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Post 17. Emojis

This post is dedicated to…. Emojis. This is an unexpected source of research someone might say but if you really think how much we use emojis in our everyday lives you will probably understand why researchers like Sarah Wiseman chose to study them. If you don’t believe me, in order to take a small taste of how much emojies are being used across the internet world you can have a look to his Emoji- tracker website which shows the real time use of emojies only on the twitter.

http://emojitracker.com/



Sarah Wiseman has visited Goldsmiths and she expatiated her research on emojies. She presented her paper “Repurposing Emoji for Personalised Communication: Why � means “I love you” ”(1) in which she presented various approaches on the explanation of emojis use, her methodology of research and her results.


If we take a moment we can all imaging an emoji that we use the most, then have to think how we use this emoji. Does it have a specific meaning for us? Do we use it differently with different people? These questions are some of the questions that leaded this research. In the aforementioned paper you can read about how emojis that are interpreted differently from each user can cause problem on the communication. Especially considering that emojis are mainly used for expressing emotions.


Another interesting outcome from this research is that emojis are used by small groups of people with internal communication meaning creating that way, micro-communities. This is very common phenomenon between friends but also in families. People in this case can use emojis with a totally different meaning than the one that they ostensibly have.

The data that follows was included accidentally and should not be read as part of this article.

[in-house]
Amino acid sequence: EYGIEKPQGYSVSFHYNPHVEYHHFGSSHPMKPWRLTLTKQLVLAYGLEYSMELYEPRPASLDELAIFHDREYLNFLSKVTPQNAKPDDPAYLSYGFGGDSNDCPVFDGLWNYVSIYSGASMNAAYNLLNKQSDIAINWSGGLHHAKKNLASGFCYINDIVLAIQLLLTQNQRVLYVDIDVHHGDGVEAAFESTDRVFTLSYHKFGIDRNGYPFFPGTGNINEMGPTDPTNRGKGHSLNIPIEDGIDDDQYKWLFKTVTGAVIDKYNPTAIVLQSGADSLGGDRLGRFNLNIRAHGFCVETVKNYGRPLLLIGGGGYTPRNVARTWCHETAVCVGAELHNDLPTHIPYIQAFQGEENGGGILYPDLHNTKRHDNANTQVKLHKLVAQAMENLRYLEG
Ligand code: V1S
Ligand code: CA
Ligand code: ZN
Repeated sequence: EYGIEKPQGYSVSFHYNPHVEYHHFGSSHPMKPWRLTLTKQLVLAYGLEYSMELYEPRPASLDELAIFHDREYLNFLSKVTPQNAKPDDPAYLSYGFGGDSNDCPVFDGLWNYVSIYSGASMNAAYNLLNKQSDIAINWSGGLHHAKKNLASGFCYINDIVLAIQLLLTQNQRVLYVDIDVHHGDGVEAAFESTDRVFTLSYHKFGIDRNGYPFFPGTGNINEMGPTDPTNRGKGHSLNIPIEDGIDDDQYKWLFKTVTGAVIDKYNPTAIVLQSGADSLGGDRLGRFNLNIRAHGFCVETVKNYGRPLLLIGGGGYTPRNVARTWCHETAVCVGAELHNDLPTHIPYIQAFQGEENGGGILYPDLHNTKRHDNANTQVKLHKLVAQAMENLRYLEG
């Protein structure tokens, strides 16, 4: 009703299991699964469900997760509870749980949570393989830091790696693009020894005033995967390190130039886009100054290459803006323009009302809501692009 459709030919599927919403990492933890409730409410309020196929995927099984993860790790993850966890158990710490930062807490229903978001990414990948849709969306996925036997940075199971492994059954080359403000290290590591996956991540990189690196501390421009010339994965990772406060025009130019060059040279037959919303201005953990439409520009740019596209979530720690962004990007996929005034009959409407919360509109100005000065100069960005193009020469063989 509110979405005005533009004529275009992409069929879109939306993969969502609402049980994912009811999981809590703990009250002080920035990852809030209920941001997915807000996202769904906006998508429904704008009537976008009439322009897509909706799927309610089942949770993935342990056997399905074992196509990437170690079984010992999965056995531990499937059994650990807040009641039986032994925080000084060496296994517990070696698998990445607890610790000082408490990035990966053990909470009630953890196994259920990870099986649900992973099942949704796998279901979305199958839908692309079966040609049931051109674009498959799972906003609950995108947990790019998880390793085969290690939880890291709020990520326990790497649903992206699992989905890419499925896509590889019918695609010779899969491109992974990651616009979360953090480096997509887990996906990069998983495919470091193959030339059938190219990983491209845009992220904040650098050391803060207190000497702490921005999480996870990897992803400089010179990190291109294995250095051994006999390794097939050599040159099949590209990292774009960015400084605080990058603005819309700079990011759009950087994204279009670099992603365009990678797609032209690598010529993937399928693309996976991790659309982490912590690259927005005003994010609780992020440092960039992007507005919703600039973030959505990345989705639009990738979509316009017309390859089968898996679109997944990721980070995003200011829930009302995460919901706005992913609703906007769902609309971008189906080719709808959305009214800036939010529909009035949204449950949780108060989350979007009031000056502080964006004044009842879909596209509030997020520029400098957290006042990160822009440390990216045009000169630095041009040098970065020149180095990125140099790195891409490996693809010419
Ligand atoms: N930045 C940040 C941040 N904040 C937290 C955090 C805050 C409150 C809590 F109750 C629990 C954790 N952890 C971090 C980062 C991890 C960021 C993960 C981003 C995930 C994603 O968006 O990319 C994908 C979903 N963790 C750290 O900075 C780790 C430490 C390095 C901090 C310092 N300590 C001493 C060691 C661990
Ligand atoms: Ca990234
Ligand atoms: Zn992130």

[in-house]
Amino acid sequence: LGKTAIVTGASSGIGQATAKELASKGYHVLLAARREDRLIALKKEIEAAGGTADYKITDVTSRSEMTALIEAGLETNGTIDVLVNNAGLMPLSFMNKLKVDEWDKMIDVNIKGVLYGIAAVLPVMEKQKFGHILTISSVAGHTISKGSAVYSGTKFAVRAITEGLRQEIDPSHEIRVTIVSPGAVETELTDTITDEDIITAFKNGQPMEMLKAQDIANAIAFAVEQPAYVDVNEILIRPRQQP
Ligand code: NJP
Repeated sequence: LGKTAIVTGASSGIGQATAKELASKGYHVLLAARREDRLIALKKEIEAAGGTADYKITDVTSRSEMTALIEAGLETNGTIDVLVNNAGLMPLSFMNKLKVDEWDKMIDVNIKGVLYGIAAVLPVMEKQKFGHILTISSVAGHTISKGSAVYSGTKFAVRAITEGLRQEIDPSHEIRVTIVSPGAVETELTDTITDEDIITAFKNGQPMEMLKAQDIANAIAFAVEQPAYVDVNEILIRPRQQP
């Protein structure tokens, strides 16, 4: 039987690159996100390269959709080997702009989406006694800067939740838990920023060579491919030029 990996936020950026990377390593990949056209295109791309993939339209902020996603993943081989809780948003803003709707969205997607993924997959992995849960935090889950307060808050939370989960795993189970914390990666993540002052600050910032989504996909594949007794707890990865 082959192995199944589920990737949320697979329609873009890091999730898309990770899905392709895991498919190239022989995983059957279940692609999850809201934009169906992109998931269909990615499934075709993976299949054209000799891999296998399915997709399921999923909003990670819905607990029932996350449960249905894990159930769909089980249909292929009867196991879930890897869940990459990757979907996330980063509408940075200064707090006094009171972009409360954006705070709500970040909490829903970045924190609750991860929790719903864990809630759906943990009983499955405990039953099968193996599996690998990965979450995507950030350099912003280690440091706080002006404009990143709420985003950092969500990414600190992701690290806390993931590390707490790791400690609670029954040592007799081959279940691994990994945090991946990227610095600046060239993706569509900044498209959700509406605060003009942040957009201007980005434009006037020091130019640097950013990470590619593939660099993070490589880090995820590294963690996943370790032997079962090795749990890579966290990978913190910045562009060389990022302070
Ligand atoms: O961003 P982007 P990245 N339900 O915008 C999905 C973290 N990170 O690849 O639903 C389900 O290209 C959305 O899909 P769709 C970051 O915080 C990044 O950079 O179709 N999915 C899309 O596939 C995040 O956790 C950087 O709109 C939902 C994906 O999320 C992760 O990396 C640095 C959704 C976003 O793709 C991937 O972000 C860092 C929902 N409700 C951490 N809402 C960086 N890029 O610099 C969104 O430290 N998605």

In this point it also worth mention the methodology that Sarah used in order to expand the emoticons research field. She used a form of survey to collect data regarding the use of emojis and in particular the repurposing of them according to the recipient. The results are really interesting; the biggest presentence won the emojis used in a communication between love partners. In a smaller percentage comes the emojis used between friends and families and it appears that no one on the survey report the use on group or public chats. From the results of this survey she has also extract a number of categories regarding emojis sentiment meaning, reason of choice of the emoji, and reason of sending the emoji.



If you look back on time and on the way we were communicating before emojis it worth now thinking all these aspects of this research and consider all the aspects in our communication that have changes due to emojis existence. Maybe it worth research how communication and relationships have changed during this period that we are using them.





(1)Wiseman, Sarah, & Gould, Sandy J.J. (2018). Repurposing Emoji for Personalised Communication: Why pizza slice emoji means “I love you”.

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